5. What to do about wood paneling? | A Bean Grows in Durham
    on Sat, Nov 17th 2012 @ 11:28 am

    [...] paneling pop up everywhere recently, such as this post on Apartment Therapy. There’s also this post from Faye Dodge Zombies. It works pretty well with that rustic, manly, living in a cabin in the [...]


  6. Melanie
    on Sun, Mar 9th 2014 @ 6:44 am

    Hey there. My husband and I have the same dilemma. And I have a love/hate relationship with the knotty pine walls. Mine are like yours. To top it off, I have 7 ft ceilings, in my 1940s cottage-style home. The knotty pine is limited to our breezeway (complete with the aluminum crank windows); then the first room you enter into the house, which is may home office, and the living room. The rest of the house is drywall and painted wainscoting in the kitchen.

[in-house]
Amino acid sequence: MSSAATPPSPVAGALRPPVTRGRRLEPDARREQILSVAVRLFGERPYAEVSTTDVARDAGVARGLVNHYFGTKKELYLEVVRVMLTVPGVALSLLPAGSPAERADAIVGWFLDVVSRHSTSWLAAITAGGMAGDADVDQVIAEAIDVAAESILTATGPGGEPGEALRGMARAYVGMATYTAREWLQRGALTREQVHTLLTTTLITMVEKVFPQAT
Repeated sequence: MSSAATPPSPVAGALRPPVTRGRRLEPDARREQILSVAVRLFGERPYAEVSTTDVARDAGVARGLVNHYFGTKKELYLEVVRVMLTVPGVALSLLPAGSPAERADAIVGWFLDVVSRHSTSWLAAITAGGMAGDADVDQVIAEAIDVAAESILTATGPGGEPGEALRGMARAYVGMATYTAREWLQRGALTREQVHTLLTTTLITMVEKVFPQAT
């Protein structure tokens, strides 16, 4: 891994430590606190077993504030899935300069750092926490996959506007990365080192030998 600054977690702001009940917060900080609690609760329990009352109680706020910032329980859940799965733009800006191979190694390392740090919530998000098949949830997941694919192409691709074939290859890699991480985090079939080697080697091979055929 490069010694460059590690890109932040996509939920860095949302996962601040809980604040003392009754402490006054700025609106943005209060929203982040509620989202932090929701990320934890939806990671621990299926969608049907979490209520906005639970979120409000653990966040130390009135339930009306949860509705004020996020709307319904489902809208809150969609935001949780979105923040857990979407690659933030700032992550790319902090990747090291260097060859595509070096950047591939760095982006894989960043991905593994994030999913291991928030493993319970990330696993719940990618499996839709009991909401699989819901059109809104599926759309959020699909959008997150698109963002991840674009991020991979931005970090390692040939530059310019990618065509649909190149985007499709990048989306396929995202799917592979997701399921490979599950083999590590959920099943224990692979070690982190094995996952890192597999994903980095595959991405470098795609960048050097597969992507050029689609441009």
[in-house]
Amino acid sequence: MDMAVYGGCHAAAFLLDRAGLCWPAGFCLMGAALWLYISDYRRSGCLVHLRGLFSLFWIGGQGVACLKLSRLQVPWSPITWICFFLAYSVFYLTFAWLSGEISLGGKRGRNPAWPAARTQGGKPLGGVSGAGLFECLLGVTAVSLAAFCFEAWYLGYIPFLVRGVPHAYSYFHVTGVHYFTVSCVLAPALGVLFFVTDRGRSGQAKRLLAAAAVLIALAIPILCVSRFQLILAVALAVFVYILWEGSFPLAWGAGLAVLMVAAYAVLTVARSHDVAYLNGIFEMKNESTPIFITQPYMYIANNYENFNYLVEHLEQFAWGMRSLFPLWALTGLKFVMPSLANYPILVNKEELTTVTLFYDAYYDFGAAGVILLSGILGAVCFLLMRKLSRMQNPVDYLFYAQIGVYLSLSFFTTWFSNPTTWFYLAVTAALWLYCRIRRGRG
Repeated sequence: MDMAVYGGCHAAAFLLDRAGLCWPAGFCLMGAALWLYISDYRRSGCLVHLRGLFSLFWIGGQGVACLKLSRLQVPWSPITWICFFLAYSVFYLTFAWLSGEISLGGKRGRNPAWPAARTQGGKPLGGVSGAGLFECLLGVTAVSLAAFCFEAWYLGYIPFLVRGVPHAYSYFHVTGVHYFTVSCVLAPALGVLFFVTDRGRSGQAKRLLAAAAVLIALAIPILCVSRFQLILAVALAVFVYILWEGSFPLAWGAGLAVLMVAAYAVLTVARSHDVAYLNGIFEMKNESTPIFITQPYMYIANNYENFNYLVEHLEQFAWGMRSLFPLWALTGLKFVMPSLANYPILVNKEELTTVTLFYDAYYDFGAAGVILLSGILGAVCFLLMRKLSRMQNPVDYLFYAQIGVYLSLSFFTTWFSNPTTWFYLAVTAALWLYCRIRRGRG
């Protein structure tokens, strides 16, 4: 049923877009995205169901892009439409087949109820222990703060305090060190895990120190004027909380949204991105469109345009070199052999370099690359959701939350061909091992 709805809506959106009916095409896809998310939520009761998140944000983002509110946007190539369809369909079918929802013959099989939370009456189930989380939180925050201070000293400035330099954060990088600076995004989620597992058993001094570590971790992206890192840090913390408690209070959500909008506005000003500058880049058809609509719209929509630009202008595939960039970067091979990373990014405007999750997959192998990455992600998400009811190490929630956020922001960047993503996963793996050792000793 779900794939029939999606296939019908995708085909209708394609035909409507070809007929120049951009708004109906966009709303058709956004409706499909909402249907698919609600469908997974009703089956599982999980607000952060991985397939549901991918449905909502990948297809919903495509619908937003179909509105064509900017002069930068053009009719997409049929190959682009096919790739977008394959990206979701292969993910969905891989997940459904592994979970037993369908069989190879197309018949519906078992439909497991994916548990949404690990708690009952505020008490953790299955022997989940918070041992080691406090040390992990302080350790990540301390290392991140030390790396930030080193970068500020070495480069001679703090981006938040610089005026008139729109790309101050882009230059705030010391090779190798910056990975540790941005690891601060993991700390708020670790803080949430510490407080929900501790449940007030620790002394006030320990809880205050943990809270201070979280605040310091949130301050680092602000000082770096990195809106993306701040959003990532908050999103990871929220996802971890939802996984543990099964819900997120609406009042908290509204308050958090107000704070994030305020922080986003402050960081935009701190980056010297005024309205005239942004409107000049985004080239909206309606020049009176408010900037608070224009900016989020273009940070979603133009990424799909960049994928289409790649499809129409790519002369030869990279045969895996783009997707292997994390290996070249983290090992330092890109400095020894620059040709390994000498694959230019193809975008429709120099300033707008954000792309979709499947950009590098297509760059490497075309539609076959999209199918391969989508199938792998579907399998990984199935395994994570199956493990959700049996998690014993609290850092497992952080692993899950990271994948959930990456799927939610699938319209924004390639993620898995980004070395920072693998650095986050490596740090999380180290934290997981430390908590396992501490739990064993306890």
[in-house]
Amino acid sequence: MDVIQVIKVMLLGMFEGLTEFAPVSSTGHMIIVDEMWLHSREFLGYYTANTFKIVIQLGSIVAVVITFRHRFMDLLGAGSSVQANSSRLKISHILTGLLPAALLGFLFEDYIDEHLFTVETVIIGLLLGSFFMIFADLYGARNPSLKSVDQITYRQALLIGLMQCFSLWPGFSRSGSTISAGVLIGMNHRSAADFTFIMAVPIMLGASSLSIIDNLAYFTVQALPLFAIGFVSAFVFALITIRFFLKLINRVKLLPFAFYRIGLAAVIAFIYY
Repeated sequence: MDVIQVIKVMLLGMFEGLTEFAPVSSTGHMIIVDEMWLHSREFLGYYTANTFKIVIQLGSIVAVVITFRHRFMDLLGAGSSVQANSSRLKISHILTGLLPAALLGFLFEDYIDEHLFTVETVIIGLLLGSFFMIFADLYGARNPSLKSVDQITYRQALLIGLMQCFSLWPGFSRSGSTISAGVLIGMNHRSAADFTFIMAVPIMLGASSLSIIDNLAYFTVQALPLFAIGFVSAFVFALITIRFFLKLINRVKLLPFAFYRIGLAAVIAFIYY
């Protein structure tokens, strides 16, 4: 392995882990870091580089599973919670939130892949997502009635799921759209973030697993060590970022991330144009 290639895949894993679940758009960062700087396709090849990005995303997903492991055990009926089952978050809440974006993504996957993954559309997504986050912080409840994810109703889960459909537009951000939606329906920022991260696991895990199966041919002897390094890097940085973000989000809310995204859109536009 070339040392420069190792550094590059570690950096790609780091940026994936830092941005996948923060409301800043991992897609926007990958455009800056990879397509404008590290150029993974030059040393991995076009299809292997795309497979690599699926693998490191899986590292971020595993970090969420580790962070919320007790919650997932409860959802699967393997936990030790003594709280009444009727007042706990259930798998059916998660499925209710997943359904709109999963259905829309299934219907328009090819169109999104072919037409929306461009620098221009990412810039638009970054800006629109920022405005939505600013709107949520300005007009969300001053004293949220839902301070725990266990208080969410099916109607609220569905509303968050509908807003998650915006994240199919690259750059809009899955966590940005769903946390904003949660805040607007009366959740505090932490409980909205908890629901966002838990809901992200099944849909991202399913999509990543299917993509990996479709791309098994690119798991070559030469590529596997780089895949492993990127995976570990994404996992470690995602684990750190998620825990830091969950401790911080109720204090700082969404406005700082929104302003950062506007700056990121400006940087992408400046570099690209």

Here is what I have done. I put beautiful bluish gray textured slate tiles (12×12 each) on the breezeway floor and painted the whole room a creamy white. My husband agreed to let me do at least that room, and he loves it. It looks very cottage chic with an old glider with warm cream, red, orange, and green paisley and floral patterned cushions and a white wicker rocker, plus some white shelves and black iron accessories. There is a cedar wood storage cubby. I kept the dark pine door its natural color, but painted the brick creamy white also (this is the back of the brick fireplace in my living room.